Tuesday, February 3, 2015

Review: Kushiel's Dart by Jacqueline Carey

"When Love cast me out, it was Cruelty who took pity on me." 

In a kingdom born of angels, Phedre is an anguisette, cursed or blessed to find pleasure in pain. Sold to the Court of Night Blooming Flowers, her fate as a beautiful but anonymous courtesan was sealed. Her bond was purchased by the nobleman Anafiel Delauney, who recognized the scarlet mote in Phedre's eye as the rare mark of one touched by a powerful deity. Under Delauney's patronage she is trained in history, politics, language, and the use of body and mind as the ultimate weapon of subterfuge in a dangerous game of courtly intrigue. 

Guided into the bed chambers of Terre D'Ange's most influential nobles, Phedre uncovers a conspiracy against the throne so vast that even her teacher cannot see the whole of it. As her nation is besieged by invading hordes from the north, the most unthinkable threat to her beloved home comes from traitors within. Betrayed and blindsided by her own longings, only Phedre and her trusted bodyguard Josselin are left to cross borders and warring armies in a race to stop the final blow from falling. 

Enter a lush world of pleasure houses, ambitious warlords, scheming courtiers, and the harsh justice of blessed deities through the eyes of a heroine like no other. Sprawling and darkly sensual, Jacqueline Carey's Kushiel's Dart is the start of a truly original fantasy series.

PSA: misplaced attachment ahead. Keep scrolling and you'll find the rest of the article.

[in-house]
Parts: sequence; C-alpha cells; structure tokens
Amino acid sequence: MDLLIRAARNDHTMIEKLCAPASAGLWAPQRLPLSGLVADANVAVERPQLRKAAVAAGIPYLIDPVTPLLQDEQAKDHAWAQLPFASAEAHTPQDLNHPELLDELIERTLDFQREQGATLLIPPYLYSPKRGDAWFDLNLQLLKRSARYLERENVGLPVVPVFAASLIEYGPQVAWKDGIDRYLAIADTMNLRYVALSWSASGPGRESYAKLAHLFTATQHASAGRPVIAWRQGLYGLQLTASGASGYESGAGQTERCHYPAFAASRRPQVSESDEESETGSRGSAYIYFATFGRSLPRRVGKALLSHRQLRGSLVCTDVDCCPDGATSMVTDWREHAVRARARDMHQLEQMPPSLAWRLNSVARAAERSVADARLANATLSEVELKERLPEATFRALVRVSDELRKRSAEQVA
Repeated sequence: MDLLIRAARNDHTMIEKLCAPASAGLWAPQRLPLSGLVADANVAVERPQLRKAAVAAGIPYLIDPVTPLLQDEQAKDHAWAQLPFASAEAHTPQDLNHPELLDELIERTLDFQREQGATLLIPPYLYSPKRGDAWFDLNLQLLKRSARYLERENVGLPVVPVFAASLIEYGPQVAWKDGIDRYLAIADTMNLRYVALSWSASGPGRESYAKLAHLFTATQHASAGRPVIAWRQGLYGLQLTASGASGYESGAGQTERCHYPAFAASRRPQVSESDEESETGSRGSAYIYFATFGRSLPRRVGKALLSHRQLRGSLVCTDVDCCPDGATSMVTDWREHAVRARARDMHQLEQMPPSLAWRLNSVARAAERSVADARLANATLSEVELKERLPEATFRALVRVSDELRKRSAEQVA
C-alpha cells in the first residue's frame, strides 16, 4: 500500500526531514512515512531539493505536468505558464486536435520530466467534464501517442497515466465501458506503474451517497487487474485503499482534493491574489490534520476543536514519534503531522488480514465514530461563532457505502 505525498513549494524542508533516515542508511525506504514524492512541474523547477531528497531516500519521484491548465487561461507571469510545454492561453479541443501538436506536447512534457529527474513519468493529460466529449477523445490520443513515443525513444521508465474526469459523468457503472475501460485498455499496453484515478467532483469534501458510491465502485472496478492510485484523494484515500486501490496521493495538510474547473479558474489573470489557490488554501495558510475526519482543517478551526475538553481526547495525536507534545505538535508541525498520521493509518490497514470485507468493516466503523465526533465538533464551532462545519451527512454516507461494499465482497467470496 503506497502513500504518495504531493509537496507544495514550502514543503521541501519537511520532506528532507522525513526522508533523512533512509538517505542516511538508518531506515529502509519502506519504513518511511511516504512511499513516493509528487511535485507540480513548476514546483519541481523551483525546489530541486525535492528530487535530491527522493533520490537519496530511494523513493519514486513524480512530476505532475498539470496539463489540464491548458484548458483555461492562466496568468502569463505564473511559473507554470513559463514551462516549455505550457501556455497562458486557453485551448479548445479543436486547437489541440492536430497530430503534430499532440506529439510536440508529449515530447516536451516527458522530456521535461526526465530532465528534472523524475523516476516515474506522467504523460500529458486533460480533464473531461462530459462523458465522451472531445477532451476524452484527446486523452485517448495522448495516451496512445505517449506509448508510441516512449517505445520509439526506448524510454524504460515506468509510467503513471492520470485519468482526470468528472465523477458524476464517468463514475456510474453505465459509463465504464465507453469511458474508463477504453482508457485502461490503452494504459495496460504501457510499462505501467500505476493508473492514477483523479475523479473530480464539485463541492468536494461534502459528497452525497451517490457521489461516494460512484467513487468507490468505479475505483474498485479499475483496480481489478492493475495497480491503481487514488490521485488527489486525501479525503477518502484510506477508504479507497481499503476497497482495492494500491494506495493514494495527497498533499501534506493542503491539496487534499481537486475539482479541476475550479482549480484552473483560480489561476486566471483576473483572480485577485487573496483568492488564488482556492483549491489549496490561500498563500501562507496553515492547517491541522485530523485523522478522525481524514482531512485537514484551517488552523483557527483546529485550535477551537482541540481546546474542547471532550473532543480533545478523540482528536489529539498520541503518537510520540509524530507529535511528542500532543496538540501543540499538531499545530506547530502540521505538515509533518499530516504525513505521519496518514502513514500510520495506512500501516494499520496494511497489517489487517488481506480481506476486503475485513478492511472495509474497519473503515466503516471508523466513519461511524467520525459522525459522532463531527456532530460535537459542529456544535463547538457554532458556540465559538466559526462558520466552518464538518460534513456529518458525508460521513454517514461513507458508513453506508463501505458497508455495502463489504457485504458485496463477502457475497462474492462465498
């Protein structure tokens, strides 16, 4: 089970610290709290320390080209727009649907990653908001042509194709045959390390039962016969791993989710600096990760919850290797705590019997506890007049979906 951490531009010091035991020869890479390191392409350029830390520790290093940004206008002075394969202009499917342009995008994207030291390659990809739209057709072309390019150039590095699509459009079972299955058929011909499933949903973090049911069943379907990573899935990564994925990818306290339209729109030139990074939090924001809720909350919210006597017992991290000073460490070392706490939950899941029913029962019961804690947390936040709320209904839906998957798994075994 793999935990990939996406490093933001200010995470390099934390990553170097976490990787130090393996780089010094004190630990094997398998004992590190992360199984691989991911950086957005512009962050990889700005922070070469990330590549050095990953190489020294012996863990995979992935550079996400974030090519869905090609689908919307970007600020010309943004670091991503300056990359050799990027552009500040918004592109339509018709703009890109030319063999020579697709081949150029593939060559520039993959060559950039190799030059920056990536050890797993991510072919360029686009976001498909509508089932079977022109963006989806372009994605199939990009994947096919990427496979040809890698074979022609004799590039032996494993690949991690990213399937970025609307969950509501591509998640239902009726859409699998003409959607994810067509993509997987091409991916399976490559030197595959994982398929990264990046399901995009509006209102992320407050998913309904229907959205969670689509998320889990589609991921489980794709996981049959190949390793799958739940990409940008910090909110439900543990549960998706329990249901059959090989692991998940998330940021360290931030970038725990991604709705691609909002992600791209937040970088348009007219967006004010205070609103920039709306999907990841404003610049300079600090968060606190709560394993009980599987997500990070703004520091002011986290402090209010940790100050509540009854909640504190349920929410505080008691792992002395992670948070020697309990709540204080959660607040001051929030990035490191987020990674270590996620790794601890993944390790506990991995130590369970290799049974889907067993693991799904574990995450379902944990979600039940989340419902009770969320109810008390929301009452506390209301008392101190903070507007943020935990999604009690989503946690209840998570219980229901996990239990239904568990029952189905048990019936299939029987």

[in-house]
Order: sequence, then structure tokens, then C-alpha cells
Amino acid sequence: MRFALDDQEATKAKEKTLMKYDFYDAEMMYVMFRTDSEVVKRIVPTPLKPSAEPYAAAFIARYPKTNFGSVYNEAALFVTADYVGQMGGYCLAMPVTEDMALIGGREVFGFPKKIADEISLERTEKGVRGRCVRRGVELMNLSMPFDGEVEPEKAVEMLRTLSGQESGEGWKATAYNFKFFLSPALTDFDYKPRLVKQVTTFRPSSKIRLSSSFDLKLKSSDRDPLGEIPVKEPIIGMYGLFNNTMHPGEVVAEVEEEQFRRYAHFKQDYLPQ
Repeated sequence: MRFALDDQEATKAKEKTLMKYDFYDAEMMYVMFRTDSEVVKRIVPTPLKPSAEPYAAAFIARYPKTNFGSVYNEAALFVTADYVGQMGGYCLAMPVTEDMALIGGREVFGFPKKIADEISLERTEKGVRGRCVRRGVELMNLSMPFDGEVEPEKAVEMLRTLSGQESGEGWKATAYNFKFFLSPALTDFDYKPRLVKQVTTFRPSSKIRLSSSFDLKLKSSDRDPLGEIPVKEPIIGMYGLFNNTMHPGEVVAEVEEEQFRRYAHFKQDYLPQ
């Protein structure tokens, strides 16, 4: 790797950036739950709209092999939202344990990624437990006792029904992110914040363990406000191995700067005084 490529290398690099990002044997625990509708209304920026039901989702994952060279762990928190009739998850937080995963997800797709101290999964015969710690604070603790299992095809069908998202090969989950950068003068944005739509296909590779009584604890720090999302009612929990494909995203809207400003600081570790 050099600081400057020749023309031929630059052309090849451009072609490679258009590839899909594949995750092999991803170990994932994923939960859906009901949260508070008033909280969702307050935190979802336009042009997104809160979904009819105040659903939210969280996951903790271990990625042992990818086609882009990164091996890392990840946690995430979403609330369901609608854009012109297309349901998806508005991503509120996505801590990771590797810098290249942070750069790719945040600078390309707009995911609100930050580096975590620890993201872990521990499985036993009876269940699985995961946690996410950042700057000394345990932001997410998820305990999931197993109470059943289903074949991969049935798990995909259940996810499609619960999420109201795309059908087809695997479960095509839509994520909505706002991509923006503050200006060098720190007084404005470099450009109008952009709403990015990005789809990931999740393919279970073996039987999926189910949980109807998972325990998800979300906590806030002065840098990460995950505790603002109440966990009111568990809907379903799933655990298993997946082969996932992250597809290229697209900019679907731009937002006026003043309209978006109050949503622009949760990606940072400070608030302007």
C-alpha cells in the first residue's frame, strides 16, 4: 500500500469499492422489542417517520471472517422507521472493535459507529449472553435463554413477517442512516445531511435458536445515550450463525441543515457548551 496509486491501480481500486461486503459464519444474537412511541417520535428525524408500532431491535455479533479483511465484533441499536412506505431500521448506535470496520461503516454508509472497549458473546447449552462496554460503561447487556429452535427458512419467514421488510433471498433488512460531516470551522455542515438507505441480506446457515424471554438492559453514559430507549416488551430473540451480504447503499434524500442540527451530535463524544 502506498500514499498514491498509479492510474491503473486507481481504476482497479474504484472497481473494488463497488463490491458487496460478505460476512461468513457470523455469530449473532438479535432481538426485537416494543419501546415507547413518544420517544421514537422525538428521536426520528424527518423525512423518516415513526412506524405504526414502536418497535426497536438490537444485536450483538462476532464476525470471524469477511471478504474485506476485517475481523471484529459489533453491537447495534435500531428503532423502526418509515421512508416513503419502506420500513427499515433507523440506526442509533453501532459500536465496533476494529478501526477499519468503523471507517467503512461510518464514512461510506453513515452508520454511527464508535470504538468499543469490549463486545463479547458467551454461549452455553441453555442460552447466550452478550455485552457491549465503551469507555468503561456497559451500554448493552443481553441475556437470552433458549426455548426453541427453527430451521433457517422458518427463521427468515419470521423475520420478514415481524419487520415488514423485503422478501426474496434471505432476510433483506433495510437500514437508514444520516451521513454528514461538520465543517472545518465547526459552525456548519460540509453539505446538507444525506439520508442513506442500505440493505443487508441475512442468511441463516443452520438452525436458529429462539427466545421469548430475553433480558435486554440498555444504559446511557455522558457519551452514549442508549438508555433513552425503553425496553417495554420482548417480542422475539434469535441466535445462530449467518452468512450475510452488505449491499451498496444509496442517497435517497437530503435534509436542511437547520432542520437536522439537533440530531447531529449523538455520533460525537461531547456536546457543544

Received for review.

As with any fantasy fiction you have to suspend your disbelief and just go with the story.  This is rather difficult to do at first since there are just SO many characters (with Tolkien-esque names) to keep track of that you aren't really drawn into the story as you normally would be.  It reminded me of Game of Thrones with the huge cast of characters to try to remember, along with its historical setting.

Once you finally get everyone straightened out (at about page 200) the story picks up and becomes a quite enjoyable read.  There's plenty of court intrigue, espionage antics, and a good dose of sex which keep the plot moving along nicely.

While this is a good read it is rather slow due to all the unfamiliar fantasy names combined with a distinctly dense writing style.  Fans of George R.R. Martin should enjoy this and not mind the denseness and I definitely recommend it to them.

★★★★ = Really Liked It

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